Science must guide India, Britain: the fueling of vaccine nationalism will fail us all
One of the seven sins that we should not commit, as warned by Mahatma Gandhi, is “science without humanity”. But are we aware enough to ensure that the global fight against Covid takes Gandhi ji’s message into account?
Just before Gandhi ji’s birthday, the Indian government announced its mutual policy that UK nationals arriving in India must undergo mandatory quarantine for 10 days after their arrival (regardless of their vaccination status). Previously, the UK had announced its travel policy requiring Indians, regardless of their vaccination status, to be quarantined for 10 days after arriving in the UK.
The UK had announced an even more problematic policy, but it was corrected when there were legitimate protests against not recognizing vaccinated Indians because 90% of people fully vaccinated in India had received the vaccine (Oxford AstraZeneca), its scientific research and development by UK based agencies (although it was made in India by the Serum Institute of India). Legitimate questions have been raised, will the UK not recognize its own citizens who have received the same vaccine (but not made in India)? Fortunately, sanity prevailed and after a few days of intense lobbying around the United Nations General Assembly, the UK government made it clear that it recognizes the Oxford AstraZeneca vaccine made in India, but their concern was the vaccine certification process in India.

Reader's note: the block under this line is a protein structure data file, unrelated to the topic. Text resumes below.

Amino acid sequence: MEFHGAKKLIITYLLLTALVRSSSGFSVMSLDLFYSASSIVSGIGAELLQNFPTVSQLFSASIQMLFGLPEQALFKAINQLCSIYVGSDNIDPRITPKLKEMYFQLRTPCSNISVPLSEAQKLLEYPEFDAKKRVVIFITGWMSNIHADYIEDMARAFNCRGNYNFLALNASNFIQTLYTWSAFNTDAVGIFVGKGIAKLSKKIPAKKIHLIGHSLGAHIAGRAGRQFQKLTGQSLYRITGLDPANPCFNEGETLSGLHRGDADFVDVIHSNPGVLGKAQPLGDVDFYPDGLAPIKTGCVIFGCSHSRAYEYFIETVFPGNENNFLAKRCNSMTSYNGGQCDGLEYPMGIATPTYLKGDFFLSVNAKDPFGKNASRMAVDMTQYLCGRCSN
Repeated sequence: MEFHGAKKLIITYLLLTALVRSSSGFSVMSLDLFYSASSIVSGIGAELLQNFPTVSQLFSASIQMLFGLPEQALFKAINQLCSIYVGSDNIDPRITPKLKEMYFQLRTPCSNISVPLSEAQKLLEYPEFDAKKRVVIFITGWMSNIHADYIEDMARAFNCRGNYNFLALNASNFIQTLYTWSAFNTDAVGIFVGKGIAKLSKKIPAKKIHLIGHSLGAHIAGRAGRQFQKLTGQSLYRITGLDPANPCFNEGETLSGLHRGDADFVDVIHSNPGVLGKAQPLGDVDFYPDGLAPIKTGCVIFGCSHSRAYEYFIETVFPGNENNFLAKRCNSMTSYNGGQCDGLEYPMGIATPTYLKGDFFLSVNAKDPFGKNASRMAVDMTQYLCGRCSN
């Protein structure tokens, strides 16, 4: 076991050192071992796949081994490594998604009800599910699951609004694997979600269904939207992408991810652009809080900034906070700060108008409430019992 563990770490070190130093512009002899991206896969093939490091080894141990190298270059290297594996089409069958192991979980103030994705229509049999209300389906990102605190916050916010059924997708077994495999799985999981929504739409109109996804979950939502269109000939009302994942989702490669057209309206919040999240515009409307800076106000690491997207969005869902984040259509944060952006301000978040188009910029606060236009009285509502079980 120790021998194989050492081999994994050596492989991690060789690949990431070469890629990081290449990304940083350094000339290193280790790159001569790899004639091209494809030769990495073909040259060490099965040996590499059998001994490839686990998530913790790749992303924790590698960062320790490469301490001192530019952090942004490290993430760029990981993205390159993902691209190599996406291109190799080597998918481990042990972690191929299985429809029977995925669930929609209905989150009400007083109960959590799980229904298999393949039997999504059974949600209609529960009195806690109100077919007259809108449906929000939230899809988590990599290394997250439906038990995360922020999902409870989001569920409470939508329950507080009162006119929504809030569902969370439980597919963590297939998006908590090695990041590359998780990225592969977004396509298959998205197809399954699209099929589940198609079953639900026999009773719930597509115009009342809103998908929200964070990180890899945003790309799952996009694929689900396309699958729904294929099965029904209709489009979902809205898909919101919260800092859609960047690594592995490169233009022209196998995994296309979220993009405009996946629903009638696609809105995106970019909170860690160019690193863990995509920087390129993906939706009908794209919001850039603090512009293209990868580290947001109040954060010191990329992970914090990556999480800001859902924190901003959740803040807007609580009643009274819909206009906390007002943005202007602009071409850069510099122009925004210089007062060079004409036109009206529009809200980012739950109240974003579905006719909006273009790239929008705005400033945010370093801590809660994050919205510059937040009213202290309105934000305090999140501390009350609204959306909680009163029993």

The Indian government says the UK’s travel policy is discriminatory towards Indians. It is for this reason that the Government of India has announced that from October 2021, all UK nationals traveling to India will be required to have a Covid-19 RT-PCR test prior to departure within 72 hours of travel, another RT-PCR -Test on arrival at the airport, and an RT-PCR test on the eighth day after arrival. They also have to quarantine for 10 days at home or at their destination address.
Does nationalism trump science?
Not just the UK and India, but all countries around the world must be on the same side that the only possible way out of the pandemic is to stand united and move forward along with the oft-quoted chant of governments that “no one is left behind”. The population worldwide must be fully vaccinated on time (United Nations Health Authority, the goal of the World Health Organization (WHO) for all countries is to vaccinate 70% of the world’s population by June 2022). Vaccinating the population around the world will lessen the severity of the disease and drastically lower Covid deaths (as has happened in countries where much of the population is fully vaccinated) and give us hope for herd immunity that may our way out the pandemic. However, the unfair introduction of vaccines is so ugly that 80% of 6 billion vaccine doses have been administered in rich countries to date. I hope this changes for more equity in the global adoption of vaccines.
All countries must also interrupt the chain of transmission of infections. People should wear appropriate masks, maintain physical distance, hygiene, and other measures to minimize the risk of infection from spreading.
Thailand’s mandatory quarantine policy for all foreign travelers
The Thai government has a strict mandatory quarantine policy for anyone who has ended up in the Land of Smiles, regardless of which country the person is from. Two weeks of quarantine among other things (in a hotel complex) is standard in Thailand. However, Thailand is also reporting an alarming number of new cases, but we must commend Thailand for reducing the risk of the spread of infection from those arriving via Thai airports.